Injecting insulin without pain – this is how it works!

In many cases, the treatment of diabetes requires the injection of insulin. Many diabetics don't like to think too much about the pinprick they have to endure several times a day.
Injecting insulin without pain

Injecting insulin without pain

However, insulin injection can be done without pain and problems when you know about the correct technique. Today, the insulin pen is often preferred to the conventional insulin syringe, since the easy handling allows painless injecting.

General instructions for injecting insulin

Usually, after the diagnosis of sugar disease, training is offered in groups or individual counseling sessions that show the correct use of a diabetes pen. It is important that the needle is placed in the subcutaneous fat tissue. Pricking to deep can be painful and the effect of the insulin is impaired. The best way is to perform the injection at the belly, the thighs or the buttocks. The needle is inserted vertically into a self-formed skin fold. Pen needles are available in different lengths. The length primarily depends on the insulin dose. The doctor should give you advice and determine which length is suitable for the person concerned. Using a diabetic syringe, the diabetic must determine the injection depth by himself. The injection site must be changed every time.

Using an insulin pen

  • When using a standard pen, the insulin cartridge is inserted at first. The cartridge should be removed from the refrigerator some time before use. If the insulin cartridge is too cold, the injection may be painful. For pre-filled diabetes pens, insulin is already included in the pen. If it is used up, the pen must be disposed of.

  • Then the needle is placed onto the pen. First the protective foil of the outer needle protection cap is removed. Then the needle can be screwed or plugged onto the pen. After the needle is attached, the needle caps are removed. In order to adjust the threaded rod to the new cartridge, the pen is directed vertically with the needle tip headed upwards. If air bubbles are in the cartridge, they should be forced to rise up by tapping the cartridge. The dosage knob is then pressed until the first drop flows out of the needle tip. This test should be done before each injection.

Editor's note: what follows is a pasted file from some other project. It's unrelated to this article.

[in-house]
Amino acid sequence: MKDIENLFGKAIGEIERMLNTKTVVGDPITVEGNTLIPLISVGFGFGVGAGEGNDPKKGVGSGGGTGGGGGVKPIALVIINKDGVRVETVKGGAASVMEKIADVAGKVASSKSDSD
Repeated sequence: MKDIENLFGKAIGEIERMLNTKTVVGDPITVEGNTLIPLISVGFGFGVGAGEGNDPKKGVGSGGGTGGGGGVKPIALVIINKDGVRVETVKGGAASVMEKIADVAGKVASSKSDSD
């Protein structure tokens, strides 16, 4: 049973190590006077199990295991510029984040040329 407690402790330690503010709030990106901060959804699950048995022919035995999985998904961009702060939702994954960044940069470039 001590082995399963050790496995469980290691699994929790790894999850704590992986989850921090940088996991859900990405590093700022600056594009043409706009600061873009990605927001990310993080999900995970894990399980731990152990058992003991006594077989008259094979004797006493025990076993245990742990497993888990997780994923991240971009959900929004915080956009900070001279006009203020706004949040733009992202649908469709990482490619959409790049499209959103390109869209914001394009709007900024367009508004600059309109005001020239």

• If NPH or mixed insulin is injected, it must first be mixed. Do not shake the pen because it may influence the effect of the insulin. It is better to just slowly wave it. This process is not necessary with clear insulin.

  • Before applying the needle to the skin, the correct insulin dose must be adjusted. This is easily done with the dosage knob. The needle can then be pierced vertically into the subcutaneous tissue.

  • It should not be removed until ten seconds later. A new needle should be used after each injection. The needle can already become dull after the first use and may therefore cause pain when it is re-injected. In addition, the needle is no longer sterile after only one use and there is a risk of infection. Furthermore, hardenings can form and they may impair the effect of the injected insulin and lead to pain.

Even if you have some experience in insulin injection, mistakes may creep in. Therefore, diabetics should monitor their injection technique over and over again. If serious blood glucose values are measured, this may be due to an incorrect technique. When the technique is changed, but the values still remain critical, a doctor should be consulted.